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Meeting the English

 

The art of serious parody
ARKESH AJAY | New Delhi, November 9, 2013 16:26
Tags : Meeting the English | Kate Clanchy Picador |
 

Anyone familiar with England of the 80s would be aware of the 'Hampstead novel'. The pejorative term refers to a series of self-consciously intellectual novels, about issues of middle class life that involved dinner parties, a general sense of boredom, lascivious escapes out of them, all dealt with such seriousness as if answering life’s most profound questions. It is hard to believe that people from that milieu couldn’t see their lives for what it had become. But Kate Clanchy will have none of that gob-smacking nonsense. Meeting the English, the brilliantly funny debut novel of this reputed poet and short-story writer, is a parody of the Shakespearean tradition. People who live in Clanchy’s Hampstead are serious people with serious lives, albeit ones who turn out to be tragically funny when seen through the novelists’ lense.

 


Struan Robertson is seventeen, exceedingly bright, and poor. He is waiting for university to begin, has a year to spare, and money to earn. Cuik, a mining village in the central place isn’t a place with any jobs left since the mines were shut down. When his teacher, Mr. Fox, brings to him an advertisement: “Literary giant seeks young man to push bathchair”, it obviously doesn’t stir his pining, but an opportunity to be in London, from where he has never seen anyone return to Cuik, and more importantly to tend to the famous Phillip Prys, draws him into it. In the summer of 1989, Struan makes this pilgrimage, expecting to meet plenty of the mythical English in the London of his imagining. What he is met with is a dysfunctional family at the center of which lay, literally, a not-so-popular patriarch Phillip. There is Shirin, Prys’s dainty Iranian wife, and a painter of miniatures; and her predecessor, the monstrous Myfanwy, whose sole obsession lies in real estate. While the wife and the ex-wife battle over the control of the family house, the two children, Jake and Juliet, who spend their lives dabbling in drugs, or obsessing about weight.


From this Hampstead home, Struan sees London for what it is – an mélange of differing identities, each trying to seek what they want to become. Giles, the manifestation of everything impeccably English, turns out to be a Dutch immigrant. Prys, and Mcfanwy, have both too come in from the Welsh valley. Struan finds no ‘English’, but only Londoners. And in finding them, Struan realizes why no one ever goes back from London – because it absorbs everyone exactly the way they are, and lets them breathe the way they want to; or at least lets them live the broad romantic idea of being able to do so. As Giles states what thrills him about the city, “no one cares here, no one notices”.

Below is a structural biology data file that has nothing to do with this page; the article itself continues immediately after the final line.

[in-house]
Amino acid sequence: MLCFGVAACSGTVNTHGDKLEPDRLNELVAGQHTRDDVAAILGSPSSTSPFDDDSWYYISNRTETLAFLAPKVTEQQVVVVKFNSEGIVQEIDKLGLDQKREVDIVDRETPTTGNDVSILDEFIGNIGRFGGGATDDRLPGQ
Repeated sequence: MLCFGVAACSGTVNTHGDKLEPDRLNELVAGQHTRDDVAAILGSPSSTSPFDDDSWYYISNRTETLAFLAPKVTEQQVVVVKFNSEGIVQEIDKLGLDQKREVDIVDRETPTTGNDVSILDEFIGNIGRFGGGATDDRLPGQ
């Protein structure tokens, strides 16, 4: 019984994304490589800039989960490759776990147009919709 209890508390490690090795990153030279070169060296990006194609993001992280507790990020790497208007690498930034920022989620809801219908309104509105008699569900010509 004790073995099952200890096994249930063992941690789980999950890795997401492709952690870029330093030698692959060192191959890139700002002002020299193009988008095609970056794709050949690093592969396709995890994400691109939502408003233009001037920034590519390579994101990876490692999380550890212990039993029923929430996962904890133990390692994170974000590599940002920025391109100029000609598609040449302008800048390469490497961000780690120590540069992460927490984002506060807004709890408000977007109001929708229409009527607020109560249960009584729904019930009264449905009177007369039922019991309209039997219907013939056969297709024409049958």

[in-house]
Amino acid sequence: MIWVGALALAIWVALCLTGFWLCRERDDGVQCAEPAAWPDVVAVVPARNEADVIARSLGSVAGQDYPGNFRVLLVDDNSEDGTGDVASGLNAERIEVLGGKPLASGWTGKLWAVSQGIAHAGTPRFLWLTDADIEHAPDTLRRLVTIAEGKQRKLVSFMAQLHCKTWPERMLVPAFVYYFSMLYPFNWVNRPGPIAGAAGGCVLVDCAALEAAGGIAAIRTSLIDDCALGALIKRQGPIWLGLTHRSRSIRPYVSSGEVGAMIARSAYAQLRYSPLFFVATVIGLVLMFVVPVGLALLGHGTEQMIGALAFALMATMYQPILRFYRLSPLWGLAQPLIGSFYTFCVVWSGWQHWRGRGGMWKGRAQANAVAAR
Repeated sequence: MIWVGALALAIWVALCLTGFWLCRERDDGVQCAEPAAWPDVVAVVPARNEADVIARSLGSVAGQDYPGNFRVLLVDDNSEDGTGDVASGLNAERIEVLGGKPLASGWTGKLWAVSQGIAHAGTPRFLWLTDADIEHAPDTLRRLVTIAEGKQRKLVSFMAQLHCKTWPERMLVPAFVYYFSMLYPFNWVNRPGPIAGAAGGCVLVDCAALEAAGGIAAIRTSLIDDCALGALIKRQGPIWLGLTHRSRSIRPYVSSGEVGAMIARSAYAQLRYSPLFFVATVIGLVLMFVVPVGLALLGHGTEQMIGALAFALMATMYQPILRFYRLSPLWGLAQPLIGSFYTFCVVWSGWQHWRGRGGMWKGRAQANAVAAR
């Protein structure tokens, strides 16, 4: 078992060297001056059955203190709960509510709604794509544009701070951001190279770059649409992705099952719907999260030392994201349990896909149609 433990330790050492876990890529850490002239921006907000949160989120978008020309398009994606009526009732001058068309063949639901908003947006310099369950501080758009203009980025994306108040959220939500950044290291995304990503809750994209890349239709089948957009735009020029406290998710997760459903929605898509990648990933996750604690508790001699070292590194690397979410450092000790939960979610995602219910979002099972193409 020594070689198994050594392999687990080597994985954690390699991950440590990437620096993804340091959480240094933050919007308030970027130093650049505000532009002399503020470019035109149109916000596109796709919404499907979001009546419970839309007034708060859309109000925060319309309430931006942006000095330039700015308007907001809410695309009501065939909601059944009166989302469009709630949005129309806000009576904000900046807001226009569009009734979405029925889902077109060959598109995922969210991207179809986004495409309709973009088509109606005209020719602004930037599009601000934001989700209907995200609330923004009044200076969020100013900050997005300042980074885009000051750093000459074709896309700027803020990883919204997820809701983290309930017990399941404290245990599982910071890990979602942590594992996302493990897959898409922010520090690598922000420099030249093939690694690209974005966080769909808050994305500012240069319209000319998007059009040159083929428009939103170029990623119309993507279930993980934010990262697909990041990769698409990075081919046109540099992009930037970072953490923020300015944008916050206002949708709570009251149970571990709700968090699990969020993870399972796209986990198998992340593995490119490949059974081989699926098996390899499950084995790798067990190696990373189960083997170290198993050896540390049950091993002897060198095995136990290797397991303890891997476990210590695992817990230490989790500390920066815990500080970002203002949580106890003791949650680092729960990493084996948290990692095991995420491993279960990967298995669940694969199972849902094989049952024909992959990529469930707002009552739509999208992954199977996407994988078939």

Around the same time as Struan comes about into his own, Phillip keeps losing the ability to make sense of everything around him, including his own self. Trapped in his immovable body, he watches this chaos of “mistaken identity” and “overwhelming passion”, but is able to do little more than blink, mostly because only his eyelids move, and he uses them to communicate with Struan.


What permeates through the novel is a sense of identity, and what we make of it. Who do we see ourselves to be, and how do we see others differently. Do we understand the difference, do we accept it, or do we keep ourselves wrapped in a world of judgments. Because judging is easy, understanding is tough. Kate Clanchy has always been interested in these questions. Meeting the English is no different. Through Struan, who begins at a point of great departure from these Londoners, we explore these differences. But it is not a sermon, or a morality story masqueraded as a novel. The author employs her sharp sense of observation to create comedy where for the protagonists it surely does not. Her ability to comment on the social, and on the farcical is truly remarkable. And it doesn’t hurt to have the lyrical ability of a poet. Certain sections of the book are so lucid, you are surprised more by how absorbed you get in the narrative, than by how sharp witted it is.


This book is a whimsical work, its humor sharp and severely incisive. In its pages, characters travel far, and meet themselves anew. In its words are reflected a great understanding of life, and how we live it. And though it sets itself in Hampstead, and indulges itself in attempting to find the mirage that is the ‘English’, it is for every place, and every one of us. Meeting the English is drenched in the passionate sweat of a very hot summer, but accompanies within itself the cool breeze of this summer’s evenings.

Author: Kate Clanchy Picador

Edition: Paperback

ISBN: 978-14-47229-73-5

Pages: 320

Price: Rs. 650


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Posted By: Kate Clanchy | Oxford | November 10th 2013 | 00:11
Thank you. I have had several kind reviews of my book but I think this my favourite, because it finds such seriousness in my comedy. I shall treasure it. Kate Clanchy




Issue Dated: Feb 5, 2017